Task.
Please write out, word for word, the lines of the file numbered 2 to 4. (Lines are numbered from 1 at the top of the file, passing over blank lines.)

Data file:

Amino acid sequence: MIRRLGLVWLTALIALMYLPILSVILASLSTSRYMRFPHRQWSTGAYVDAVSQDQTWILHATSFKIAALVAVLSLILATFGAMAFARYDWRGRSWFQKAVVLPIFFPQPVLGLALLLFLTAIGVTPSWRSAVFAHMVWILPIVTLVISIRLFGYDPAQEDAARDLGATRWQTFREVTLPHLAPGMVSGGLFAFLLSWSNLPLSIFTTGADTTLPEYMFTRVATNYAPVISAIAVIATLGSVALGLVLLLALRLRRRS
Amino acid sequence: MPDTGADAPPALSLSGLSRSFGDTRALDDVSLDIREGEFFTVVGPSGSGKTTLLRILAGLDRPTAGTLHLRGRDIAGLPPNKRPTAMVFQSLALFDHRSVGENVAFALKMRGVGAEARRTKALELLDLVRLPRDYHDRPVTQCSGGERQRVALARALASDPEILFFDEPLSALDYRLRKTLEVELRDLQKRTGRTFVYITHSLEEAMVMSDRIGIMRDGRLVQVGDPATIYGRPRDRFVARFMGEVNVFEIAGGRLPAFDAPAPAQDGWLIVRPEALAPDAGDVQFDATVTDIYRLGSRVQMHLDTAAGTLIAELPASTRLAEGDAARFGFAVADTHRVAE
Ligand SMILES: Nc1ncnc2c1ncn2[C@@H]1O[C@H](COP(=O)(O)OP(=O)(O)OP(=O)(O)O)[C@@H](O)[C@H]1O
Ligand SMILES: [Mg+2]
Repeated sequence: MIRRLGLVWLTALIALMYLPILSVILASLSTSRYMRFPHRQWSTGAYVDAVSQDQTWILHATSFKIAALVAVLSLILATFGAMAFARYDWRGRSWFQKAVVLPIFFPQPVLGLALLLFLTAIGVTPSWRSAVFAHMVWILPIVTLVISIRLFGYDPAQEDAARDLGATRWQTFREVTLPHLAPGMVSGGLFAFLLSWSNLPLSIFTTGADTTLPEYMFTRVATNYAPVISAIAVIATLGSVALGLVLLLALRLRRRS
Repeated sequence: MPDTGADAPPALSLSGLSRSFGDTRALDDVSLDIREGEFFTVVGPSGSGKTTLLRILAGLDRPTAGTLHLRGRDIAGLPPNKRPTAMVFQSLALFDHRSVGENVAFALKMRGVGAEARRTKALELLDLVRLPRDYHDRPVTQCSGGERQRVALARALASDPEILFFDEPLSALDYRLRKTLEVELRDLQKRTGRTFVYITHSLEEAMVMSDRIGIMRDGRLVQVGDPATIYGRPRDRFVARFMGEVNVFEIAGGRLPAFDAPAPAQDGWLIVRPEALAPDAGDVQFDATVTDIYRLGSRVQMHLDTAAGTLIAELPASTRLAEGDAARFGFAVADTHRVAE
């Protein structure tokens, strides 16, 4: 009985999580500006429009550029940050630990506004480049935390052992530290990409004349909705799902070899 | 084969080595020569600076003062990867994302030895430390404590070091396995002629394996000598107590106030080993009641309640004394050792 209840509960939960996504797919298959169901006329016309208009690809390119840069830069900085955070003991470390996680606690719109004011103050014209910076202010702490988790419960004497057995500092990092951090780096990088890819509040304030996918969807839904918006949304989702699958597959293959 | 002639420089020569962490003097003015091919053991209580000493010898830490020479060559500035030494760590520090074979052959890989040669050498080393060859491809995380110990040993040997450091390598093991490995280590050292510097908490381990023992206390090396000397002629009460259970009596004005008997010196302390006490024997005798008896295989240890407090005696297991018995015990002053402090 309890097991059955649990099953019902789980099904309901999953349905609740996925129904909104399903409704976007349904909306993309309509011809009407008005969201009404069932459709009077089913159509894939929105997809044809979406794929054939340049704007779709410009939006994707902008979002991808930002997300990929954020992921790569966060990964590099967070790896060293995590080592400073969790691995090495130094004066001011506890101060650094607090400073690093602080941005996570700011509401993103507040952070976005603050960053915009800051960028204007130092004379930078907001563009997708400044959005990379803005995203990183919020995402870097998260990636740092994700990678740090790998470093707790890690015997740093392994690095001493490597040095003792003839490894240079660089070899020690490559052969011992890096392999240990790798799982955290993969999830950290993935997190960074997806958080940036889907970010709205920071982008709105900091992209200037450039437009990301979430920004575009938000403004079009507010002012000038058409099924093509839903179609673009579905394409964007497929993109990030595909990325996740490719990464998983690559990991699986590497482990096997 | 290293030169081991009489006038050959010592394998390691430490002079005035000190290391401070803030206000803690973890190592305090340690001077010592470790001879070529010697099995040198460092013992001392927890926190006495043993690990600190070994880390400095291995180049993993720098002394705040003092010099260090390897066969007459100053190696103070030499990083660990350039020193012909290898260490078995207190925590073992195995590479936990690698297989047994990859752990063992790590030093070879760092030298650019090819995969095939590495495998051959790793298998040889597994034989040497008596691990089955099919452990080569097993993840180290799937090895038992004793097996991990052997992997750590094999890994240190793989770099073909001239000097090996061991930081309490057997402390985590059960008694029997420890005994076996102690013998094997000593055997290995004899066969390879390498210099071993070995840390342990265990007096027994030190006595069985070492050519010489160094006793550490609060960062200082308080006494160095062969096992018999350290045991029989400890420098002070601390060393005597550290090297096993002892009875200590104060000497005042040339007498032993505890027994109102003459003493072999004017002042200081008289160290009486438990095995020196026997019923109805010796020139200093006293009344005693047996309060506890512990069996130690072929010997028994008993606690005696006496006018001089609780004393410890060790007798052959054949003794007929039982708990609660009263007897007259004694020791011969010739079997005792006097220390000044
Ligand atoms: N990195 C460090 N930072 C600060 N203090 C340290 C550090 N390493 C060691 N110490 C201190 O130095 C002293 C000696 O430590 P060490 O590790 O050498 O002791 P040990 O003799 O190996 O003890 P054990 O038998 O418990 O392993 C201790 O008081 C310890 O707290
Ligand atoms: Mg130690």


Amino acid sequence: MPDTGADAPPALSLSGLSRSFGDTRALDDVSLDIREGEFFTVVGPSGSGKTTLLRILAGLDRPTAGTLHLRGRDIAGLPPNKRPTAMVFQSLALFDHRSVGENVAFALKMRGVGAEARRTKALELLDLVRLPRDYHDRPVTQCSGGERQRVALARALASDPEILFFDEPLSALDYRLRKTLEVELRDLQKRTGRTFVYITHSLEEAMVMSDRIGIMRDGRLVQVGDPATIYGRPRDRFVARFMGEVNVFEIAGGRLPAFDAPAPAQDGWLIVRPEALAPDAGDVQFDATVTDIYRLGSRVQMHLDTAAGTLIAELPASTRLAEGDAARFGFAVADTHRVAE
Ligand SMILES: Nc1ncnc2c1ncn2[C@@H]1O[C@H](COP(=O)(O)OP(=O)(O)OP(=O)(O)O)[C@@H](O)[C@H]1O
Ligand SMILES: [Mg+2]